Aussies criticised for keeping men and women a class apart

 

Australia's basketball governing body will review its travel policy after being criticised for flying its men's team to the London Olympics in business class while putting the women's team in economy class.

In Japan, soccer officials brushed off accusations that they too had been guilty of sex discrimination after segregating the country's Olympic football teams for a long-haul flight.

In Australia, the different travel plans were attacked by media and politicians called for the teams to receive equal treatment. But Basketball Australia's acting chief executive Scott Derwin defended the decision, saying that it was the women's team that chose to fly economy.

"The girls themselves were given the option in which class they wanted to travel," he said. "They were given a budget which includes travel, daily per diems and accommodation and told to work within that budget.

"Off the top of my head I can't recall what had been set aside in the overall budget for both squads. But from our point of view the girls were fairly treated and continue to be fairly treated."

Australia's women's basketball team have won silver at the past three Olympics, while their male counterparts have never won medal.

The criticism came in the wake of a controversy over travel arrangements for Japan's footballers, whose women, who are world champions, also flew in more cramped conditions than the less successful men's team.

"The JFA [Japanese Football Association] perpetuated the sexist divide that has existed in the world of soccer for a long time," the Nikkan Sports daily newspaper said.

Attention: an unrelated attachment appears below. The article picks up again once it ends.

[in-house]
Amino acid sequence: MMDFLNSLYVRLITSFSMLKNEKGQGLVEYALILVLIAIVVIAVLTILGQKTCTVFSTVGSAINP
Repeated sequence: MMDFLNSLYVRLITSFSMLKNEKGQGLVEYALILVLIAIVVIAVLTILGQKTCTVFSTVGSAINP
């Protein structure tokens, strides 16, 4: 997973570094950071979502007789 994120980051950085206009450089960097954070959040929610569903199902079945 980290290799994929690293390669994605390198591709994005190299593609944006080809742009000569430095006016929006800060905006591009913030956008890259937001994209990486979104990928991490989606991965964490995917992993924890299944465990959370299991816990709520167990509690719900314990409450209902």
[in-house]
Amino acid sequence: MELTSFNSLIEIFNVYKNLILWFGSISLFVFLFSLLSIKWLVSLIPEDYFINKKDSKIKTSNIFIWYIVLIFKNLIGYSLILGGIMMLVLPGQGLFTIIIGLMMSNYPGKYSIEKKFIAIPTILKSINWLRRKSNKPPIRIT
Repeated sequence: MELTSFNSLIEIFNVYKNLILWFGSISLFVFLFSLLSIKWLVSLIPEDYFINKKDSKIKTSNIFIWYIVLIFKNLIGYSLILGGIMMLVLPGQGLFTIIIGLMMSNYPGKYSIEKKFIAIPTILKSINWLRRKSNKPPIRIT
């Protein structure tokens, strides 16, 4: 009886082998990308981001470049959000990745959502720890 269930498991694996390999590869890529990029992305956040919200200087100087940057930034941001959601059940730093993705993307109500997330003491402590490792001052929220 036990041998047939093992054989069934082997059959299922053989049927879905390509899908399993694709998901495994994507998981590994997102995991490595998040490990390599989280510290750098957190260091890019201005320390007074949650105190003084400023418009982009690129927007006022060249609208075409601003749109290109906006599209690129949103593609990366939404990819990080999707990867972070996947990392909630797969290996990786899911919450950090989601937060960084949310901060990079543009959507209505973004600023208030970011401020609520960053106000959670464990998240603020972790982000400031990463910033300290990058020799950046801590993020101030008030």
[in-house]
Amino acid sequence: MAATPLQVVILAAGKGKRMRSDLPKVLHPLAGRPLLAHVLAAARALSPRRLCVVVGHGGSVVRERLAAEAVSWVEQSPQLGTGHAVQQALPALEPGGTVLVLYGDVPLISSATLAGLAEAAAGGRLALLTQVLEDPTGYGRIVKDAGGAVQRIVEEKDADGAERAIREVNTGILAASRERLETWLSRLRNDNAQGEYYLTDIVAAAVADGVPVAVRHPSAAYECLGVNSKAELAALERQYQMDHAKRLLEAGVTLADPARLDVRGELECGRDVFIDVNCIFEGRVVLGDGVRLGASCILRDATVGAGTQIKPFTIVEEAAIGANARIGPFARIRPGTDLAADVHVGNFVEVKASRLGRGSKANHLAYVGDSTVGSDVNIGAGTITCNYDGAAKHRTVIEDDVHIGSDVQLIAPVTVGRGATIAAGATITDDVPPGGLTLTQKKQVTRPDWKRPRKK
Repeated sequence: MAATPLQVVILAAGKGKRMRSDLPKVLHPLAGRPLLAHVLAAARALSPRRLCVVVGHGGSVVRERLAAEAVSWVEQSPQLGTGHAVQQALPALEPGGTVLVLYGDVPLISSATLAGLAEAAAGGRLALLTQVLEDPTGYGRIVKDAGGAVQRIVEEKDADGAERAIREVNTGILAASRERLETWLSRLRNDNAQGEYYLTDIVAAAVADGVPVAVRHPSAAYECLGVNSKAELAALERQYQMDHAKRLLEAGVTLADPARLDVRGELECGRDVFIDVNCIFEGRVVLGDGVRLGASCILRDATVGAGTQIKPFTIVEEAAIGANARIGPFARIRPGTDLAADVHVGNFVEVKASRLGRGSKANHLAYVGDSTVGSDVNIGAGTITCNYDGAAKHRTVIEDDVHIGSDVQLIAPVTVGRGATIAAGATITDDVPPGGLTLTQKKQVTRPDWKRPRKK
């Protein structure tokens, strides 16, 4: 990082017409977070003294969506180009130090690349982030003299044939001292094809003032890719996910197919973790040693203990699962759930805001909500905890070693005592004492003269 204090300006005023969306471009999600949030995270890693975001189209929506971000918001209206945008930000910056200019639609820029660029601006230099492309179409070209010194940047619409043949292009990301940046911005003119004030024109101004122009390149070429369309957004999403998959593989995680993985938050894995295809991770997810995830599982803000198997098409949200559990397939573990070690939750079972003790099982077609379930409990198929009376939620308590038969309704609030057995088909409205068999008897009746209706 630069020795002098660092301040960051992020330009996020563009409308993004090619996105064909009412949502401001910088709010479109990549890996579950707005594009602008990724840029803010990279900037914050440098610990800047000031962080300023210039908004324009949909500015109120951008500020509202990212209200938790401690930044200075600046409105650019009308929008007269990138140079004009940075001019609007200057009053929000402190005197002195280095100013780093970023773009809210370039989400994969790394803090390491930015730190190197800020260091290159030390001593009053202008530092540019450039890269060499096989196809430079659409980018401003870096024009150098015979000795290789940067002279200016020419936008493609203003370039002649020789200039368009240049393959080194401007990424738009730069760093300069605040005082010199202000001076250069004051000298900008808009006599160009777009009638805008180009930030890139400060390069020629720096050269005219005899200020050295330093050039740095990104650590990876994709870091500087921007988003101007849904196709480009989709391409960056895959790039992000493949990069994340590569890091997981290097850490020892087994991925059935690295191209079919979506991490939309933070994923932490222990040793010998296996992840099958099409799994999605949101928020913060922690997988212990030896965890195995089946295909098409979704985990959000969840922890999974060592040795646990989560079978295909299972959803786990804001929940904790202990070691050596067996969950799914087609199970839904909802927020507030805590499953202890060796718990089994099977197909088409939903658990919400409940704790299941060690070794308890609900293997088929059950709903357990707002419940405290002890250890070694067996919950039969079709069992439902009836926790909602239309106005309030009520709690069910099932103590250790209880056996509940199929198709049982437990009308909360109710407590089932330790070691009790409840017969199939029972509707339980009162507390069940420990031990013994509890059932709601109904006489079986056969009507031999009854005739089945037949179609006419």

Japan's men flew business, while the women, whose astonishing World Cup win last year lifted the spirits of a nation recovering from the deadly tsunami, sat in premium economy class on the same 12-hour flight to Paris.

The JFA told Reuters it was simply a question of professional status and practicality.

"Under the JOC [Japanese Olympic Committee] they would all fly economy but we upgraded them," said media officer Kazutake Nishizawa, who is with the players at the Olympics.

"With the men's professional clubs in Europe and the J-League, it's stipulated that they must fly business. The women's game doesn't have those conditions yet. Also, body size does come into the equation."

The current Ffia women's World Player of the Year, Homare Sawa, said "it should have been the other way around" for their Olympic flight.

"Even just in terms of age, we are senior," she joked.

Asked about a comment attributed to JFA president Kuniya Daini saying he would consider flying the women's team back by business if they win Olympic gold, Nishizawa was tight-lipped.

"[National carrier] JAL sponsors us so we would have to check for available seats in any case, and hope we can upgrade some people. Not everyone can fly business class," he said.

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